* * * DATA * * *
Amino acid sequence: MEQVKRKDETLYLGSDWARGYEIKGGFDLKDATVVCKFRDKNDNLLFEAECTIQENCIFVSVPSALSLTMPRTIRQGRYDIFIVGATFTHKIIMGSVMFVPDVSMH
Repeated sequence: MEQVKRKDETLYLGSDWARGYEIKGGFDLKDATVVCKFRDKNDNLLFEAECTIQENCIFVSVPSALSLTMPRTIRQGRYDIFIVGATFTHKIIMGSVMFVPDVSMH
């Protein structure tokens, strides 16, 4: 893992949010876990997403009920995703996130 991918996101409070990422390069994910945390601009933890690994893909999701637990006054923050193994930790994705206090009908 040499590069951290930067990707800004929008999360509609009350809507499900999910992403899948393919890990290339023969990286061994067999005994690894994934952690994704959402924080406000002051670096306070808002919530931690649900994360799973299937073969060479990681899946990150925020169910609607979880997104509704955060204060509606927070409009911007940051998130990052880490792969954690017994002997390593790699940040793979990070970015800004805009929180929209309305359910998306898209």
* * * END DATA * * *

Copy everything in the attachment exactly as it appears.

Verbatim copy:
Amino acid sequence: MEQVKRKDETLYLGSDWARGYEIKGGFDLKDATVVCKFRDKNDNLLFEAECTIQENCIFVSVPSALSLTMPRTIRQGRYDIFIVGATFTHKIIMGSVMFVPDVSMH
Repeated sequence: MEQVKRKDETLYLGSDWARGYEIKGGFDLKDATVVCKFRDKNDNLLFEAECTIQENCIFVSVPSALSLTMPRTIRQGRYDIFIVGATFTHKIIMGSVMFVPDVSMH
């Protein structure tokens, strides 16, 4: 893992949010876990997403009920995703996130 991918996101409070990422390069994910945390601009933890690994893909999701637990006054923050193994930790994705206090009908 040499590069951290930067990707800004929008999360509609009350809507499900999910992403899948393919890990290339023969990286061994067999005994690894994934952690994704959402924080406000002051670096306070808002919530931690649900994360799973299937073969060479990681899946990150925020169910609607979880997104509704955060204060509606927070409009911007940051998130990052880490792969954690017994002997390593790699940040793979990070970015800004805009929180929209309305359910998306898209």